Regular listeners of the Motley Fool Answers podcast will know that Alison Southwick and Robert Brokamp are full of excellent investing and personal finance advice. But for this episode -- which they are dedicating totally to listener questions -- they've called in reinforcements: Ross Anderson, a certified financial planner from Motley Fool Wealth Management, a sister company of The Motley Fool.
In this segment, they consider the risks versus rewards of being on the lender side of peer-to-peer lending. The returns are better than you'll get from bonds, though worse than the average return from the stock market. But where does it fall on the risk spectrum, and is it reasonable to consider those assets as a part of your emergency fund?
A full transcript follows the video.
This video was recorded on Feb. 27, 2018.
Alison Southwick: Ross, here you go. This comes from Joe. "Have you ever done an episode on the investment potential of peer-to-peer lending platforms, such as Lending Club, Prosper, etc.? I'm curious about your take on them as a potential alternative to CDs, money markets, etc., for stashing emergency or savings for other items like cash we don't intend to put in the market.
For background, my wife and I are 30 with two young kids. We maxed out my 401(k), our IRAs, and 529s for the kids, matched to the state deduction, and these peer-to-peer lending platforms advertise a 4-7% historical return, but they also seem a little too flashy and slick, and I'd be curious to hear your take, so I don't accidentally dive into an over marketed, underperforming option."
Before we get to the question, can you explain a little bit about what it means to invest in a peer-to-peer lending platform?
Ross Anderson: Peer-to-peer lending tries to match up borrowers that need funds for something, whether it's a home improvement, credit card consolidation, anything...
Anderson: They're unsecured loans in most cases, so anything that the borrower needs it for. And then they are trying to do the credit analysis, figure out how risky is that person, and then match them with people that are looking to lend money to other people. They're just a facilitator -- they're a middleman -- trying to match you with borrowers if you're on the investor side.
The benefit, there, is that you're going to get a piece, or the majority of that interest rate that the borrower is paying. They're saying banks have been lending money for years, whether they've been easy to deal with or not. How can other people get into this space? That's what peer-to-peer lenders are trying to facilitate.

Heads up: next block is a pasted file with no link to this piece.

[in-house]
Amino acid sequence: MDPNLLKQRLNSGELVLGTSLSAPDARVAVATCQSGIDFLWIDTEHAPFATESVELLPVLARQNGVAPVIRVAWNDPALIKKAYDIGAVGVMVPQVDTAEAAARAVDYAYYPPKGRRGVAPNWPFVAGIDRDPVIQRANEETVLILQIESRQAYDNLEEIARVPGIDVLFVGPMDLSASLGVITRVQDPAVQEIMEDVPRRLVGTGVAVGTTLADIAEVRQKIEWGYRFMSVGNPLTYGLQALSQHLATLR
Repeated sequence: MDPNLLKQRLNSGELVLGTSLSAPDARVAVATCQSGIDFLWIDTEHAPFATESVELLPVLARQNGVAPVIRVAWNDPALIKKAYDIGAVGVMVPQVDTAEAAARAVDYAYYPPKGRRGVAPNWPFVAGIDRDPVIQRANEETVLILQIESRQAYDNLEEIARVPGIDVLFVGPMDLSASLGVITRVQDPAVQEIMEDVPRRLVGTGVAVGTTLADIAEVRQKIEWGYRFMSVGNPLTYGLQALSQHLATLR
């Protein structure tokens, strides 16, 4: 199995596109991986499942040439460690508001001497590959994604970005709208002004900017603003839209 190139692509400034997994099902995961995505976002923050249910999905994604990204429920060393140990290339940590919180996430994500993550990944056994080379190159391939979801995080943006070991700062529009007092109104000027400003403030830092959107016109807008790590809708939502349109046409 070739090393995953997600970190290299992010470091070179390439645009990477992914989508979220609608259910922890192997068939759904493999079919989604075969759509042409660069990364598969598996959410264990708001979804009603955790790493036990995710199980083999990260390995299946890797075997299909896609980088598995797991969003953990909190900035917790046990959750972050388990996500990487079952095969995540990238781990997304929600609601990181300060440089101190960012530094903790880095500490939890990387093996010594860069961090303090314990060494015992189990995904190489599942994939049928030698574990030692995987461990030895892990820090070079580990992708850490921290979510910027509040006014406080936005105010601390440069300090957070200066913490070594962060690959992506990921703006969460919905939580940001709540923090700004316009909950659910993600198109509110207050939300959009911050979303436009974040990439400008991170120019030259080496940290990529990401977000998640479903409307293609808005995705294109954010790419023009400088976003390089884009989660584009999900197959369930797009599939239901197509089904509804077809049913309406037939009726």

Southwick: Let's say Bro wants to put on an addition to his already massive mansion house that he has. I'm just teasing.
Robert Brokamp: I do not have a mansion house.
Southwick: A mansion house. That's not even a phrase people use. Welcome to my...
Brokamp: A mansion.
Southwick: ... mansion house.
Brokamp: Mansion house.
Southwick: So, Bro wants to do an addition and I want to loan someone some money. Does this peer-to-peer lending platform say, "OK, Alison, we've matched you. We're going to Match.com you to Bro." Are you literally waiting for him to pay you back, or does it all go into a great big fund and it all gets dispersed?
Anderson: It's not all pooled. What's actually happening is most of the time you're not funding a single person's whole loan. There's a bunch of people satisfying any single loan. You might say, "I need $25,000 for my llama farm or something." They're going to then put that out there as an offer. This is a borrower. This is their credit rating. This is roughly what they want to do with it and then people can bid on that loan. So, you might end up with 300-400 people that have leant into what makes up the full $25,000.
And so, they're trying to spread that risk, that if there's a single default, it doesn't take one person down. But you can choose how much of the loan you want to fund on any given product.
Southwick: So, with that in mind, that's how it works. Is this something that Joe should use for an emergency fund or saving for other items fund? That's how he described it -- saving for other items.
Anderson: I would not ever use that for an emergency fund.
Southwick: OK, Joe. It's no.
Anderson: I think of it very much like buying a bond. If you're otherwise investing in debt or buying bonds, I think this is an alternative to that. Or if you were having longer-term money in CDs. But this is much higher risk than a CD. There are defaults on these platforms. Nobody gives away 4-7% risk-free, so there is absolutely an additional risk for the additional return that you're getting.
But if you've got some mid-term money [not emergency fund, but maybe not long-enough term to be in stocks], I think that these are an interesting intermediary vs. corporate bonds or municipal bonds that you can get a little bit of a higher return. You're also going to have to do a little bit more work for it, because you do have to look at the loans that are available to issue, and bid on those, and decide how much you want to put into each loan. There is some work on your end as the lender, so be prepared for that, but definitely don't do this with your emergency savings.
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